• an additional element implements a judicial exception with, or uses a judicial exception in conjunction with, a particular machine or manufacture that is integral to the claim;

  • an additional element effects a transformation or reduction of a particular article to a different state or thing; and

  • an additional element applies or uses the judicial exception in some other meaningful way beyond generally linking the use of the judicial exception to a particular technological environment, such that the claim as a whole is more than a drafting effort designed to monopolize the exception.

Considerations indicative that an additional element is not integrated into a practical application include:

  • An additional element merely recites the words ‘apply it’ (or an equivalent) with the judicial exception, or merely includes instructions to implement an abstract idea on a computer, or merely uses a computer as a tool to perform an abstract idea;

  • an additional element adds insignificant extra-solution activity to the judicial exception; and

  • an additional element does no more than generally link the use of a judicial exception to a particular technological environment or field of use.

If a claim fully integrates the judicial exception into a practical application, then the analysis is complete and the claim is patent eligible. If the judicial exception is not fully integrated into a practical application, then further analysis is required under step 2B of the Alice/Mayo test.

The new guidance also provides for oversight regrading rejections involving new kinds of abstract subject matter. If a claim does not have an element that falls within one of the abstract groupings defined under Step 2A prong one, but the Examiner feels that it should be treated as reciting an abstract idea, the Examiner should first consider whether the recited tentative abstract idea is integrated into a practical application as described under Step 2A prong two. If not, the Examiner should evaluate whether the claim includes additional elements that provide an inventive concept under Step 2B, for which the analysis remains unchanged by this guidance. If not, the Examiner should bring the application to the attention of the Technology Center Director. The Technology Director must approve any rejection of a claim as being abstract but does not fall within one of the groupings of abstract ideas and a justification must be provided detailing why the claim is being treated as reciting an abstract idea.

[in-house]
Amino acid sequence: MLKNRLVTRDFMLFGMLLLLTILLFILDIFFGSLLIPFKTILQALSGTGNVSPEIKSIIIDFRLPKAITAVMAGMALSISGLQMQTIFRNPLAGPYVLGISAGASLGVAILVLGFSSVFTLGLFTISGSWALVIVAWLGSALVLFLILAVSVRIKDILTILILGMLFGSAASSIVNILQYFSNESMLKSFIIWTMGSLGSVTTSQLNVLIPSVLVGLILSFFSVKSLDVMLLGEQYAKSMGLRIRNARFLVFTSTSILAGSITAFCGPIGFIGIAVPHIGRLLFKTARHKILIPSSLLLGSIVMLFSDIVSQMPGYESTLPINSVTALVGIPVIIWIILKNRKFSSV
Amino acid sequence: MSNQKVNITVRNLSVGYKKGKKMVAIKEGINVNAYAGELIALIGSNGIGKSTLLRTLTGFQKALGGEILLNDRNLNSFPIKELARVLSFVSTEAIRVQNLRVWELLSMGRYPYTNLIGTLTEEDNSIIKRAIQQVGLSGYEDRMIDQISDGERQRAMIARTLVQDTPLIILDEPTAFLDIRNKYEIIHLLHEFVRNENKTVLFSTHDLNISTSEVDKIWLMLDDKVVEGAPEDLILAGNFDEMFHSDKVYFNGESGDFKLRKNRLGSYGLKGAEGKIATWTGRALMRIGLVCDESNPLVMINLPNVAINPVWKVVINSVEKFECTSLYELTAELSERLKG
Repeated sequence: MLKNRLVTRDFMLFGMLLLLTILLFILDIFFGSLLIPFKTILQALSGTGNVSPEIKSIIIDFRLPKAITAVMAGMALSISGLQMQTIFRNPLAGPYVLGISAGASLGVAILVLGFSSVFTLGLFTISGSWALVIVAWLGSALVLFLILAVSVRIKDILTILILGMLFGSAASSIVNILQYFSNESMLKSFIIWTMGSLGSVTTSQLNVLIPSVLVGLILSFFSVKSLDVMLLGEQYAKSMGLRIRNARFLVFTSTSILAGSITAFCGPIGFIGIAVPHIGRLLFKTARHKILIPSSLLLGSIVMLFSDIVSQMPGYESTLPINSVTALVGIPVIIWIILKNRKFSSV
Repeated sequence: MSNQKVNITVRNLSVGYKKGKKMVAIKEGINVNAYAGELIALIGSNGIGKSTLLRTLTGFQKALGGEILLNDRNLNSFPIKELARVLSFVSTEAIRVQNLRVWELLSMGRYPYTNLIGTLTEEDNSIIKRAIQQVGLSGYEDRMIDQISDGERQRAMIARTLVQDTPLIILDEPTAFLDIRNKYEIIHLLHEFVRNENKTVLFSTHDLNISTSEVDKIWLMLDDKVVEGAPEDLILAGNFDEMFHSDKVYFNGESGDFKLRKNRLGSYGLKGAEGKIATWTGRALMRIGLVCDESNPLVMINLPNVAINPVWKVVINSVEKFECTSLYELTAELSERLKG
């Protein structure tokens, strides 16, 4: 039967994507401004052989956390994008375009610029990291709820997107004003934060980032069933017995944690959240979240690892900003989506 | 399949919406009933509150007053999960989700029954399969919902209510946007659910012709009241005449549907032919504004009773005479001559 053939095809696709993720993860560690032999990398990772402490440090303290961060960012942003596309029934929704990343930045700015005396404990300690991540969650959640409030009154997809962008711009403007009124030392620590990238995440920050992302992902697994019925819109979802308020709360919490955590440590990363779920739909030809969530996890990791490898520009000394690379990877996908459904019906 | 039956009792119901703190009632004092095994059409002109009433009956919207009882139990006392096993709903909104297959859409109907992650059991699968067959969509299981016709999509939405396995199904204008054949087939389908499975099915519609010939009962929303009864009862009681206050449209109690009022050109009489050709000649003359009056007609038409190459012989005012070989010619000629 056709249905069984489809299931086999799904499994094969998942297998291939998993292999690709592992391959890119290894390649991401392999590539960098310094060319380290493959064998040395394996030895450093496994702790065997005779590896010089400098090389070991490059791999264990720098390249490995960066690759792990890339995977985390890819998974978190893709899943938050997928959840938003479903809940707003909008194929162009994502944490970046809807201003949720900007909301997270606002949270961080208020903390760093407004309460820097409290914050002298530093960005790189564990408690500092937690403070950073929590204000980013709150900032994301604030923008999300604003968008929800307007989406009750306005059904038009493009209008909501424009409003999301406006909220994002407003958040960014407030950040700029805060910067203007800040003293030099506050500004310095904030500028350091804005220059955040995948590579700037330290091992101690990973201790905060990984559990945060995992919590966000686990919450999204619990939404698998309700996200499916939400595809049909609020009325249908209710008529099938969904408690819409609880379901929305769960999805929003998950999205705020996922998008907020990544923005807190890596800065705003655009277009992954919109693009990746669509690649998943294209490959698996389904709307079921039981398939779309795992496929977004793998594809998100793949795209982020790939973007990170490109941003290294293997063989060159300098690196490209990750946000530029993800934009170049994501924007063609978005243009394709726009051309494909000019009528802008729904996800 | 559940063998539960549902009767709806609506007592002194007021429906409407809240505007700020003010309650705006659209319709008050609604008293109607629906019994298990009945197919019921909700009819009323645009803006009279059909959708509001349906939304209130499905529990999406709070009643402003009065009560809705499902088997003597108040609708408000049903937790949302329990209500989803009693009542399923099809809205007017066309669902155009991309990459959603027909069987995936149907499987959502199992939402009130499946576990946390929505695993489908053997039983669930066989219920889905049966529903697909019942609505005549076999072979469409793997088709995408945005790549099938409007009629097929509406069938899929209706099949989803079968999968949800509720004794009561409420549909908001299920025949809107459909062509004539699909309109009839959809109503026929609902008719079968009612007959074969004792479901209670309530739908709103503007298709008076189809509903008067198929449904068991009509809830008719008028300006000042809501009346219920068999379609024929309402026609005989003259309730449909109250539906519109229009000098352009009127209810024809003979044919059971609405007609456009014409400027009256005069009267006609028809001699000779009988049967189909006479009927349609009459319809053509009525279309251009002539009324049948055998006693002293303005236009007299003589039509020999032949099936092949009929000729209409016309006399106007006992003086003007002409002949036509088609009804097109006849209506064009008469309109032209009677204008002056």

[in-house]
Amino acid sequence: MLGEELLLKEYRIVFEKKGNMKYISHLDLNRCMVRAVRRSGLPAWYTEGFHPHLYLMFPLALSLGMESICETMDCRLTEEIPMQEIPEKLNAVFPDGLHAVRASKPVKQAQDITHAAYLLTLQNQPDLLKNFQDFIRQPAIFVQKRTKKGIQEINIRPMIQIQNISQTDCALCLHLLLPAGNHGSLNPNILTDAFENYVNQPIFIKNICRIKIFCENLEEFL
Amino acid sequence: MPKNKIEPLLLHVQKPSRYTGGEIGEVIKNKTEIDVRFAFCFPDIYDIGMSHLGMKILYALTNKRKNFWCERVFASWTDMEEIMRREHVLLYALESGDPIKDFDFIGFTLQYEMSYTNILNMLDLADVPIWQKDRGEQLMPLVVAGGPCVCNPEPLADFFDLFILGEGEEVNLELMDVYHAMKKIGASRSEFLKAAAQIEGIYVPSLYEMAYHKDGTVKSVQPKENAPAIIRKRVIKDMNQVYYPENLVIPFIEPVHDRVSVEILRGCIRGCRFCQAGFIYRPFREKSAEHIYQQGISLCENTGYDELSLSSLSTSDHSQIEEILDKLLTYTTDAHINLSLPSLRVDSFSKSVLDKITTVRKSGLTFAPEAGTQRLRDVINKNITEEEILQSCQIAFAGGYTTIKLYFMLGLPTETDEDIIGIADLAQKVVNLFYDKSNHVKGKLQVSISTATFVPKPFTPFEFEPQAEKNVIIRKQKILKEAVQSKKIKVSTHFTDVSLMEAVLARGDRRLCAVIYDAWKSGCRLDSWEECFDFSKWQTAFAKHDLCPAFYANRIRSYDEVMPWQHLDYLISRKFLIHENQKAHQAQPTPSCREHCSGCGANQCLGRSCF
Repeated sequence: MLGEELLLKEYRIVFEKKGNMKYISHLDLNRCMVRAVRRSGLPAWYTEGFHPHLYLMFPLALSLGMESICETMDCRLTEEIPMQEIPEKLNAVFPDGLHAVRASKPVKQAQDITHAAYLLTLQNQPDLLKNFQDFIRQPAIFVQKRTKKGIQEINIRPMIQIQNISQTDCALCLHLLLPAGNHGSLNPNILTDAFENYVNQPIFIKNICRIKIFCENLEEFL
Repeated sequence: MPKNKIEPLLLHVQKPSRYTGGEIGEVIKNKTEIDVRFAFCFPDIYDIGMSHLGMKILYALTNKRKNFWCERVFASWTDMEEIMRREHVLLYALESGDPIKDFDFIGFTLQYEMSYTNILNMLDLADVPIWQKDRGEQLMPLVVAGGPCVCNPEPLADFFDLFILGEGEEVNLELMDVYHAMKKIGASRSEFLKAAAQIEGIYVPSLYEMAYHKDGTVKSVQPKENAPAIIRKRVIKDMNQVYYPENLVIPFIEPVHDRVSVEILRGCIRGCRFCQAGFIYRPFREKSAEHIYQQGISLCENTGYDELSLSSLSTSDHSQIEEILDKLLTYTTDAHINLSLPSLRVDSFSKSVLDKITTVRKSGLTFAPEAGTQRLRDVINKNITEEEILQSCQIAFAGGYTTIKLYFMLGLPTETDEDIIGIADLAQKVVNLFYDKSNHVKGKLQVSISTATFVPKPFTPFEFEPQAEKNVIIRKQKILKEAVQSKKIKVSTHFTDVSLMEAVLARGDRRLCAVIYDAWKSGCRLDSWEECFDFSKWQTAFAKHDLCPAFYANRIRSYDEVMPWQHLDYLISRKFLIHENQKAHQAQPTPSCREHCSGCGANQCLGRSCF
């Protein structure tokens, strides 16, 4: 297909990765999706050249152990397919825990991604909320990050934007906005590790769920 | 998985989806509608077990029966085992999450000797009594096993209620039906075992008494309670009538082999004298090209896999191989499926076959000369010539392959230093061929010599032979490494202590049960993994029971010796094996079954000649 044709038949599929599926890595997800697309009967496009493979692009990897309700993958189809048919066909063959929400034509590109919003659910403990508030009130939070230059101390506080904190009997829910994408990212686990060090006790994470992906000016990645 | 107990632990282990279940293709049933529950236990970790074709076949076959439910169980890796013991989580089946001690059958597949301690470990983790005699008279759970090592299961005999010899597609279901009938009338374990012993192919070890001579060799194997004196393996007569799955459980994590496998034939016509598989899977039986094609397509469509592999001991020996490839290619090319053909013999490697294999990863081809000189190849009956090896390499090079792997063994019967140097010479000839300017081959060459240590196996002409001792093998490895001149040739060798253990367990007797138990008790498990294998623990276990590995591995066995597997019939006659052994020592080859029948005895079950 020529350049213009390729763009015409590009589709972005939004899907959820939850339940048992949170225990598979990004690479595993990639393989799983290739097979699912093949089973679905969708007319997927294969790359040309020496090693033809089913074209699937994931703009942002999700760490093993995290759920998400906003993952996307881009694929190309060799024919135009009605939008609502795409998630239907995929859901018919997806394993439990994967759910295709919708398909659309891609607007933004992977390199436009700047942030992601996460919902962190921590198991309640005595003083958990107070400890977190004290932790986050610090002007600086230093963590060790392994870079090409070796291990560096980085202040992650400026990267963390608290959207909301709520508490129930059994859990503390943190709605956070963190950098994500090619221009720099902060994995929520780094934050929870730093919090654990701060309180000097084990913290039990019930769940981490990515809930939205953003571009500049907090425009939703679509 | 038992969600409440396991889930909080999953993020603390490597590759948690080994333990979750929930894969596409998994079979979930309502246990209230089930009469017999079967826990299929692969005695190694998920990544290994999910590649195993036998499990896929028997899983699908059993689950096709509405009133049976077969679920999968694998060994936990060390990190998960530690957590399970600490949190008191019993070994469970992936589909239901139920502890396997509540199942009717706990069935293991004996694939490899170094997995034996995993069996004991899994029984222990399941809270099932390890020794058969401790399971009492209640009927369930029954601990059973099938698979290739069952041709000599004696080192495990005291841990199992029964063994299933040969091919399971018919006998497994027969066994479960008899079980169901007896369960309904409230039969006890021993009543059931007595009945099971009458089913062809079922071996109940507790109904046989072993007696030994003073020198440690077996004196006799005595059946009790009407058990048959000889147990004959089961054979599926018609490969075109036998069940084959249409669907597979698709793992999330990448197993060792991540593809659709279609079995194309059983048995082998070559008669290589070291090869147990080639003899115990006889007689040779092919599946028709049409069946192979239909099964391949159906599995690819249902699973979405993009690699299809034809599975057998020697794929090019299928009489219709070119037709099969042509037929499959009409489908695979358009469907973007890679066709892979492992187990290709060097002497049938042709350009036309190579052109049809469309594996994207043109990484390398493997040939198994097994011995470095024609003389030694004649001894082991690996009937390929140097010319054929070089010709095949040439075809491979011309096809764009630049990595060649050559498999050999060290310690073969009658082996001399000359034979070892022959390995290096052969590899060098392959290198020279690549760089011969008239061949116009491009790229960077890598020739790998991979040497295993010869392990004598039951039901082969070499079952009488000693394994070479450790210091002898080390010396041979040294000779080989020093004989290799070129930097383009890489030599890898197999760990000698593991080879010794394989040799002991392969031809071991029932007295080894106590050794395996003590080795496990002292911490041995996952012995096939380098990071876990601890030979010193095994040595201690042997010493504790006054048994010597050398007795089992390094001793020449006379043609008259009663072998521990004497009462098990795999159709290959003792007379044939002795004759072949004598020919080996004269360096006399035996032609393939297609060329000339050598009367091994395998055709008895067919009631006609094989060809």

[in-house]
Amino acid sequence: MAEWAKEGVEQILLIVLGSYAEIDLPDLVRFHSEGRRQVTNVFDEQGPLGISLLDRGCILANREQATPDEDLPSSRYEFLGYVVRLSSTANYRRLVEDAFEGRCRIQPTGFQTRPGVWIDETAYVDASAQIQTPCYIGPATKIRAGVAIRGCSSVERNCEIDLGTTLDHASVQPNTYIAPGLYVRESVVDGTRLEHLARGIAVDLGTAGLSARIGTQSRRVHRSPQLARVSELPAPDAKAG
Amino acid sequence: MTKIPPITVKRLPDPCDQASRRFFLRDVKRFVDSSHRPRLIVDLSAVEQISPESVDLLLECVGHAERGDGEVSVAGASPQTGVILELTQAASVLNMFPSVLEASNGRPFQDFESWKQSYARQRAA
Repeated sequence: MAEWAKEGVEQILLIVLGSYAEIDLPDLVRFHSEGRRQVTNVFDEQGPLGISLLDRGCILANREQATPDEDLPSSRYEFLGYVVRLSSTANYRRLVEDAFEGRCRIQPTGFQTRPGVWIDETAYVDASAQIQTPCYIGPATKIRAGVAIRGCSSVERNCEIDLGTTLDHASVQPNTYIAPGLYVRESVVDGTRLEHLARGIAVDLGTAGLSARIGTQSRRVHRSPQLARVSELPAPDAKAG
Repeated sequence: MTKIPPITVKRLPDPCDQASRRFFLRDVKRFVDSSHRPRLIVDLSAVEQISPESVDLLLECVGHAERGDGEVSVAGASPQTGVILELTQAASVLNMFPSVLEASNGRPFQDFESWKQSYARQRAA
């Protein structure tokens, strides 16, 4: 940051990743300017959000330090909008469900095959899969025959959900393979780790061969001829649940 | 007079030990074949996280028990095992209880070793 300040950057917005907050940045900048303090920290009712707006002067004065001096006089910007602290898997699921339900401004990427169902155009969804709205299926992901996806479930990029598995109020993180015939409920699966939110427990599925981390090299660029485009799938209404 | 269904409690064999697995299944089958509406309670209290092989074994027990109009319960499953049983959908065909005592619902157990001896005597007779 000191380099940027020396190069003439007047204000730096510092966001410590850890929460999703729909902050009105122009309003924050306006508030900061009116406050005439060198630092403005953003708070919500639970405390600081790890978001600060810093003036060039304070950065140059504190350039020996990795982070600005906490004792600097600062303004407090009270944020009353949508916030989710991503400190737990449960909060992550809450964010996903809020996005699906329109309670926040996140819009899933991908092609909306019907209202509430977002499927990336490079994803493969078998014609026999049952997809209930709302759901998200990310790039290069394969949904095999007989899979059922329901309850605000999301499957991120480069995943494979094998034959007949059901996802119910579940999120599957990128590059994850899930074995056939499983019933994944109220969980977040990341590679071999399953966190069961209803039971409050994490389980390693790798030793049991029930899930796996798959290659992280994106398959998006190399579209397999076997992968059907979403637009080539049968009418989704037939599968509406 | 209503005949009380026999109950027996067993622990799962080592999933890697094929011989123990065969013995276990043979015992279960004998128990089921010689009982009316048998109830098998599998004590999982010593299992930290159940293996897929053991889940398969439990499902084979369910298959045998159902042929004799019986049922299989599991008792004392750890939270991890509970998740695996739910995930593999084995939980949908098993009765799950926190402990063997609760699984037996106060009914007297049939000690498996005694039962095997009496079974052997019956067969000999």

In sum, the revised guidance seeks to offer more clarity and predictability for Examiners and stakeholders with respect to identification of claims that are directed to abstract ideas. When drafting applications, practitioners should be mindful of the abstract idea groupings and, if the claimed subject matter falls within one of the identified groups, then additional focus should be spent on fully and clearly identifying the practical application and/or the inventive concept.

© Copyright 2019 Squire Patton Boggs (US) LLP

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About this Author

Theresa Rakocy, Squire Patton Boggs Law Firm, Cleveland, Intellectual Property and Litigation Law Attoney
Associate

Theresa Rakocy focuses her practice on intellectual property issues, including patent infringement litigation, patent prosecution and opinion work. She has experience preparing and prosecuting US and foreign patents in a variety of technical fields, including software and electrical computer arts with particular expertise in wireless mobile communication technology, medical diagnostic and monitoring systems, clinical workflow management systems, document preparation and management workflow, and digital imaging technologies. She prepares patent applications, conducts...